Delta, for example, is waiving the fare difference through February 9 for customers who were booked to travel internationally to the US through February 9, if they rebook their trip to begin on or before January 25.
American Airlines and United Airlines are also waiving the fare difference for customers because of the new requirements.
With American, customers who have flights scheduled from January 12 to February 9 can rebook for no charge if they're departing from and arriving into the destinations on their original ticket. However, their trips must start on or before January 25.
With United, the fare difference will be waived for fliers rebooking international tickets purchased on or before January 12 for scheduled travel to the US through February 15.
My test result came back positive. Now what?
Shockey says that you should self-isolate and delay travel if symptoms develop or a predeparture test result is positive until you recover from Covid-19.
Dallas Tickle Bar Creates Sensation
By Eric Griffey Dallas
Jan. 09, 2021
DALLAS — There is nothing lewd about the Tickle Bar. The website and Facebook page of the new Mockingbird-area business make it clear that illicit activities are strictly forbidden here. Yes, the half-naked woman splayed on a bed whose image is prominently featured on the place’s website appears to be in mid-moan, but that’s strategic, according to owner Kimberly Haley-Coleman.
What You Need To Know
The Tickle Bar offers experiences, like tracing and scratching, designed to produce endorphines
The business does not offer massage or traditional spa treatments
The Bar's owner, Kimberly Haley-Coleman, founded the business when the pandemic slowedher nonprofit, Globe Aware
New business offers services that benefit children on the autism spectrum
“I knew we weren't going to spend millions of dollars advertising,” she said. “So, if I did this with a bit of a wink, we would be able to get more attention. If I’d called this a ‘back-scratch store,’ I wouldn't have had as much attention, and we needed that.”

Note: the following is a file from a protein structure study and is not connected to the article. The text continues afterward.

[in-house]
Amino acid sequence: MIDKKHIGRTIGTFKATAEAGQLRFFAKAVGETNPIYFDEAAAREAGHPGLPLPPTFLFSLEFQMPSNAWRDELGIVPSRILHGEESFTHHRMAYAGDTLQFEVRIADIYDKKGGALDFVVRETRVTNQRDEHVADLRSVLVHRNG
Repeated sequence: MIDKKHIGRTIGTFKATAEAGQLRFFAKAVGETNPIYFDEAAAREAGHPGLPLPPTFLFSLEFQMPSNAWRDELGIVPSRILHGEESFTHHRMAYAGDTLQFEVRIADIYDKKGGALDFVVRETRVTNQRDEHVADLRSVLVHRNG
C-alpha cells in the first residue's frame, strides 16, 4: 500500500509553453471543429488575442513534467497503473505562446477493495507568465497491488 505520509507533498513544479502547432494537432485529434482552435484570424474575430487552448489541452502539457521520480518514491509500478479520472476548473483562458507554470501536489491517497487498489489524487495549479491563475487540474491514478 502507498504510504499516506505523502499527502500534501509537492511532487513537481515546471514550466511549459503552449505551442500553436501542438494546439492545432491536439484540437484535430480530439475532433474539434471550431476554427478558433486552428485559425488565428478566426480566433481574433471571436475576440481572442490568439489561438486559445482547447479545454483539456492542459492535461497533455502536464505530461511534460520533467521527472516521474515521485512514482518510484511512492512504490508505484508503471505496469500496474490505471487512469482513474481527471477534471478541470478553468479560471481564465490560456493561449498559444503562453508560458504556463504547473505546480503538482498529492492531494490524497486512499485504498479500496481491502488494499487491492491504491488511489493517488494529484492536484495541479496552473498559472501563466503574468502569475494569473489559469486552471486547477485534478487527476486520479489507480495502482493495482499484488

The Tickle Bar is a Mecca for sensory indulgence. The “bar” offers services that include scratching, skin tracing, and other light-touch-induced modes of serotonin-drenched euphoria — all while enjoying a sweet treat or a glass of wine. What you won’t find at The Tickle Bar is a massage package. Haley-Coleman said her model was the Drybar, which focuses only on blow-drying hair with no cutting, coloring, or any other services normally offered by salons.
“There's a sense of luxury to your surroundings,” she said. “So the idea is that you're getting kind of a feast for all the senses, not just for your skin, but you're getting a little cookie and a little wine, you've got all these soft gauzy textures, quiet music, and people are whispering.”
Her business is one of a growing number of pandemic pivots. While many small businesses around the country have been crushed by the COVID-19 shutdowns and other restrictions, there has also been a surge in new businesses this year, according to the U.S. Census Bureau. By the week ending Dec. 5, the bureau reported, business applications were up 43.3% over the same period in 2019.
This uptick, however, is offset by the fact that about 28.8% of small businesses were closed for good as of mid-November, compared with the start of the year, based on data tracked by Opportunity Insights, a nonpartisan, not-for-profit research organization based at Harvard University.
For her day job over the last 20 years, Haley-Coleman has served as executive director of Globe Aware, a Dallas-based nonprofit that offers people “volunteer vacations,” combining wanderlust and altruism.